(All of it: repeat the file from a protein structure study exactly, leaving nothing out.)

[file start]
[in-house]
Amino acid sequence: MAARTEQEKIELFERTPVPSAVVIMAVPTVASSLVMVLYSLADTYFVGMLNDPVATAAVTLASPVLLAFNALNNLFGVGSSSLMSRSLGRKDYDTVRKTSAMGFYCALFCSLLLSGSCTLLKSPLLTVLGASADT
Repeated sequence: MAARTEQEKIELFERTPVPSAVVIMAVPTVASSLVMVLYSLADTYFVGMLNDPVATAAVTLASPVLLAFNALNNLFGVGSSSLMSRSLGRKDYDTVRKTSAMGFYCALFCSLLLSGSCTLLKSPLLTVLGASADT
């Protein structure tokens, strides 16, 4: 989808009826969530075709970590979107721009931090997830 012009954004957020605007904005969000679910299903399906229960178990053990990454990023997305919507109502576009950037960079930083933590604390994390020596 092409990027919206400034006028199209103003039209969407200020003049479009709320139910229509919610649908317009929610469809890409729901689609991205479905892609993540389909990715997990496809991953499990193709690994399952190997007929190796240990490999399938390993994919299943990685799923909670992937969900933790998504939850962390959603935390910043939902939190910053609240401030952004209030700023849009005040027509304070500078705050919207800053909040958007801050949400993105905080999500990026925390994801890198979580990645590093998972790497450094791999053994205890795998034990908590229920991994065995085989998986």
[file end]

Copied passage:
[in-house]
Amino acid sequence: MAARTEQEKIELFERTPVPSAVVIMAVPTVASSLVMVLYSLADTYFVGMLNDPVATAAVTLASPVLLAFNALNNLFGVGSSSLMSRSLGRKDYDTVRKTSAMGFYCALFCSLLLSGSCTLLKSPLLTVLGASADT
Repeated sequence: MAARTEQEKIELFERTPVPSAVVIMAVPTVASSLVMVLYSLADTYFVGMLNDPVATAAVTLASPVLLAFNALNNLFGVGSSSLMSRSLGRKDYDTVRKTSAMGFYCALFCSLLLSGSCTLLKSPLLTVLGASADT
């Protein structure tokens, strides 16, 4: 989808009826969530075709970590979107721009931090997830 012009954004957020605007904005969000679910299903399906229960178990053990990454990023997305919507109502576009950037960079930083933590604390994390020596 092409990027919206400034006028199209103003039209969407200020003049479009709320139910229509919610649908317009929610469809890409729901689609991205479905892609993540389909990715997990496809991953499990193709690994399952190997007929190796240990490999399938390993994919299943990685799923909670992937969900933790998504939850962390959603935390910043939902939190910053609240401030952004209030700023849009005040027509304070500078705050919207800053909040958007801050949400993105905080999500990026925390994801890198979580990645590093998972790497450094791999053994205890795998034990908590229920991994065995085989998986």